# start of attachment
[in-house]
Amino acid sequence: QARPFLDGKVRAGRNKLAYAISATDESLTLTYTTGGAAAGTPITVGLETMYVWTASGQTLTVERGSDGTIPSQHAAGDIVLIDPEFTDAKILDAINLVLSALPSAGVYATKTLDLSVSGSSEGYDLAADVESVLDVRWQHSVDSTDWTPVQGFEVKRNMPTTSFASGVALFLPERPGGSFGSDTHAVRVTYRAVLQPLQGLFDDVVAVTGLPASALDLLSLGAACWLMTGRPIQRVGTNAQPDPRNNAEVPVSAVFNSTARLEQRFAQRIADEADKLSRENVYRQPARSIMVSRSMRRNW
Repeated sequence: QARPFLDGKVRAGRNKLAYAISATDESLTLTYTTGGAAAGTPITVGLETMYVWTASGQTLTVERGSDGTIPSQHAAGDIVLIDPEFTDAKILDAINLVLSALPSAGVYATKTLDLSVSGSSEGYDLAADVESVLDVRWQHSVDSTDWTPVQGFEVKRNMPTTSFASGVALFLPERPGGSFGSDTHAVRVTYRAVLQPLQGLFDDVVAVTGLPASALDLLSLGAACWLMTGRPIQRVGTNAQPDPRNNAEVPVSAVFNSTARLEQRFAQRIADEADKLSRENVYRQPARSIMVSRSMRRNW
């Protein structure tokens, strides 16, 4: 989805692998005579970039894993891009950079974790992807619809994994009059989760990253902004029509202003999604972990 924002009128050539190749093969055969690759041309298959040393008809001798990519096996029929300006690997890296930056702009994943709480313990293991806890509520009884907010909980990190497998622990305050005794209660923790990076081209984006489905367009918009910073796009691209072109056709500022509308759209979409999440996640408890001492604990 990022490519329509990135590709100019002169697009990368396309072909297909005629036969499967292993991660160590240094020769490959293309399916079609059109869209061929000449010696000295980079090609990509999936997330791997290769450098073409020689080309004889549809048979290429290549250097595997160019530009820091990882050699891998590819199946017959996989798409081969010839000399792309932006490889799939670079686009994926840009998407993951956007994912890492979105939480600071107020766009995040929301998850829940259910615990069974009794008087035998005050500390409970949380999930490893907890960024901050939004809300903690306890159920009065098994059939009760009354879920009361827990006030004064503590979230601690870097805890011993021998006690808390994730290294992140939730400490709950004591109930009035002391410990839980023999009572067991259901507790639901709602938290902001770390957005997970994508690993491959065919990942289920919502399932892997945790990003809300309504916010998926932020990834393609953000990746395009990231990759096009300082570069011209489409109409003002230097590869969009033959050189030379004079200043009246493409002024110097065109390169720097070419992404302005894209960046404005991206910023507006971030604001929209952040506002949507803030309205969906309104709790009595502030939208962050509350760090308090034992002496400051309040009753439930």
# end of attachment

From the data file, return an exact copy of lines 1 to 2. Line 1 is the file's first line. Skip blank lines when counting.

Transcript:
[in-house]
Amino acid sequence: QARPFLDGKVRAGRNKLAYAISATDESLTLTYTTGGAAAGTPITVGLETMYVWTASGQTLTVERGSDGTIPSQHAAGDIVLIDPEFTDAKILDAINLVLSALPSAGVYATKTLDLSVSGSSEGYDLAADVESVLDVRWQHSVDSTDWTPVQGFEVKRNMPTTSFASGVALFLPERPGGSFGSDTHAVRVTYRAVLQPLQGLFDDVVAVTGLPASALDLLSLGAACWLMTGRPIQRVGTNAQPDPRNNAEVPVSAVFNSTARLEQRFAQRIADEADKLSRENVYRQPARSIMVSRSMRRNW